When your grant ends, you aren't done yet; you must complete the closeout process by sending acceptable final reports on time.
Submit Your Final Reports After Your Grant Project Ends
You have up to 120 days after your project period ends to submit grant closeout reports. You don't have to wait until all closeout reports are ready to send them; after your grant ends, we advise you to send each report as soon as you are ready to submit it.
If you have inquiries about closeout, send them to the Office of Policy for Extramural Research Administration (OPERA) FFR Reconciliation and Financial Closeout Support Center at OPERAFFRInquiries@od.nih.gov.
Most research grants require the following three closeout reports:
- Final Federal Financial Report (FFR) (SF 425).
- You must submit the FFR electronically through Payment Management System (PMS). The "Manage FFR" button in the eRA Commons navigates to there.
- Final progress report
- See the Final RPPR FAQ section on NIH’s Research Performance Progress Report FAQ page.
- Visit the RPPR Instruction Guide.
- Final Invention Statement and Certification (FIS) (HHS 568).
- You must submit the FIS electronically through the Commons.
Get your due dates in the eRA Commons or by searching Grants Pending Closeout. Learn more at eRA’s Closeout Status.
If you fail to submit your final reports on time, it may affect future funding for your institution. If final reports are missing or inaccurate 180 days after your grant’s end date, NIAID will begin unilateral closeout of your grant. We may consider enforcement action such as withholding support for your institution’s other active awards or placing your institution in a debt status to the U.S. government.
For more information, refer to NIH Closeout.
Final Federal Financial Report (FFR)
Your final FFR should indicate the exact balance of unobligated funds.
You must reconcile your FFR expenditure report with the cash transactions you report in the Payment Management System (PMS). If you do not reconcile the cash transaction report in the PMS with the FFR, this may place your institution in a debt status to the U.S. government.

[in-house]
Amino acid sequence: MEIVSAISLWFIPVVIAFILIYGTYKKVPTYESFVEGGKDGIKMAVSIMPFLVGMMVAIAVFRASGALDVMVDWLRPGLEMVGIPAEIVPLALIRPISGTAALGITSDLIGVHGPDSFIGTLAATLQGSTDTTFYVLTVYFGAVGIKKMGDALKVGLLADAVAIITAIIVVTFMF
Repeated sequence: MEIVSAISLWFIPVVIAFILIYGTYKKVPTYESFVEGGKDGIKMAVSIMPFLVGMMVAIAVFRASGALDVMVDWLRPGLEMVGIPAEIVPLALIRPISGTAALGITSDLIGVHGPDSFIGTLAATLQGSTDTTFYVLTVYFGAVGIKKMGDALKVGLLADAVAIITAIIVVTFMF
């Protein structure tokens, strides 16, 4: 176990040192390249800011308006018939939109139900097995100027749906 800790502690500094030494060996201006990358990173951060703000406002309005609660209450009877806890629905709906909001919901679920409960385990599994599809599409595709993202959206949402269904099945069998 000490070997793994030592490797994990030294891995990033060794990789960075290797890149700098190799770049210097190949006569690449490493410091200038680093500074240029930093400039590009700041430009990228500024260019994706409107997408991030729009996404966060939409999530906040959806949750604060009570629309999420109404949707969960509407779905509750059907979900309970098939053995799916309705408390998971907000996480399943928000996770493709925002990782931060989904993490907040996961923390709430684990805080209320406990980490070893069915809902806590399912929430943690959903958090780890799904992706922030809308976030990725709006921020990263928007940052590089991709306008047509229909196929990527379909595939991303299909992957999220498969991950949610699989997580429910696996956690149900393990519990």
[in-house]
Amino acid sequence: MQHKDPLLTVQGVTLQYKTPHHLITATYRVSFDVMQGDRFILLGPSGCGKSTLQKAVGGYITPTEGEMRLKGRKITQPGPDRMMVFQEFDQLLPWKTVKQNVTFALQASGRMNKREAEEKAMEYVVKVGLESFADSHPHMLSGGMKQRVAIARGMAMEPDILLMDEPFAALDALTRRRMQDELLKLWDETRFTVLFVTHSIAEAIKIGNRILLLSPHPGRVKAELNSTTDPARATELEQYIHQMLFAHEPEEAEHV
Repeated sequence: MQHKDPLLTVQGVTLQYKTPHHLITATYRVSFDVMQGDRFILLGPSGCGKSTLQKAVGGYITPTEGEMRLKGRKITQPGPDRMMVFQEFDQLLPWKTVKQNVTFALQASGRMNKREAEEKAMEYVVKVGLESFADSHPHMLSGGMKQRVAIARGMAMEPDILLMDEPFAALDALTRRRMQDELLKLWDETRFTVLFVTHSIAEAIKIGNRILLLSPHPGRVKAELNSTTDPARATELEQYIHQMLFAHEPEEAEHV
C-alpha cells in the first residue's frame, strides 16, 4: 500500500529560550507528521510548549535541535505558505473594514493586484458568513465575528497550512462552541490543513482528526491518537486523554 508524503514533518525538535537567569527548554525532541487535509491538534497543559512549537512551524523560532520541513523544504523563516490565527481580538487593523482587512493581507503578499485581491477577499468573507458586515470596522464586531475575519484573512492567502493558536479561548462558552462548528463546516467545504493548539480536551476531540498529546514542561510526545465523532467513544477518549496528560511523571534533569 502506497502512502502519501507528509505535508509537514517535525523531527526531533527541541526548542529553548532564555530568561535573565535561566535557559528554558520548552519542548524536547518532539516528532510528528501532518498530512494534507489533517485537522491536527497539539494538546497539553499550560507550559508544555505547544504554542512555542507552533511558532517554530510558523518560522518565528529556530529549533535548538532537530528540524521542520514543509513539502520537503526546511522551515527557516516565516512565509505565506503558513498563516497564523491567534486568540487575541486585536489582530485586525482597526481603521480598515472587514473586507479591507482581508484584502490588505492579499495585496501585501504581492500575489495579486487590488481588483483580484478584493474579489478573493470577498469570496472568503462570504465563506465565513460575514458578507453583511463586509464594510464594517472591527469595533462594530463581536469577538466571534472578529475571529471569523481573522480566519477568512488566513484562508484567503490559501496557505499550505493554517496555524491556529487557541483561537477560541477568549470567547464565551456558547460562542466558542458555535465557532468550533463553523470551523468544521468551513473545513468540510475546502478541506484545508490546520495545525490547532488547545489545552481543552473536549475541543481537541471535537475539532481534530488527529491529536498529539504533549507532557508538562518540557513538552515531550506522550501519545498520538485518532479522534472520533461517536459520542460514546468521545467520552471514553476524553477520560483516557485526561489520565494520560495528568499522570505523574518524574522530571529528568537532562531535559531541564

NIH and AHRQ recipients no longer complete the cash transaction section (lines 10a through 10c) of the FFR in the HHS Payment Management System (PMS).
Because the PMS automatically converts all NIH FFRs to Interim Annuals FFRs, you should indicate in the Remarks section that this is a Final FFR.
Final Research Performance Progress Report (F-RPPR)
Access the F-RPPR through the eRA Commons. eRA automatically populates some information, but you should check for mistakes.
Follow the RPPR Instruction Guide. It covers each section and includes supplemental instructions for specific grant types such as career development, fellowship, and small business.
Because your Project Outcomes section will be accessible to the public on NIH’s RePORT site, we advise you to write the section with a lay audience in mind. Do not include proprietary or confidential information.
For more information, go to NIAID’s Research Performance Progress Report (RPPR) SOP and the section I. Final RPPR of the NIH Research Performance Progress Report FAQ.
Final Invention Statement and Certification (HHS 568)
Your HHS 568 should cover the period from the date your support began to the date your project period ended. You must submit this report even if you previously reported inventions or your funded project did not result in an invention.
Your organization should be reporting inventions to HHS through iEdison.
Make sure you list all inventions that were conceived of or put into practice during your project. If you had no inventions, put "None."
Keep Your Records Accessible
Even after you submit your final reports, you must keep your project records for three years after the grant ends.
If any issue arises, we need to be able to verify the records, which must include all data and fiscal information. For detailed information, read Retention and Access Requirements for Records, 45 CFR Part 74.53.
Know that through the Freedom of Information Act (FOIA), other people can gain access to information concerning your grant. If other scientists formally request non-proprietary information from your application, our FOIA office will provide it.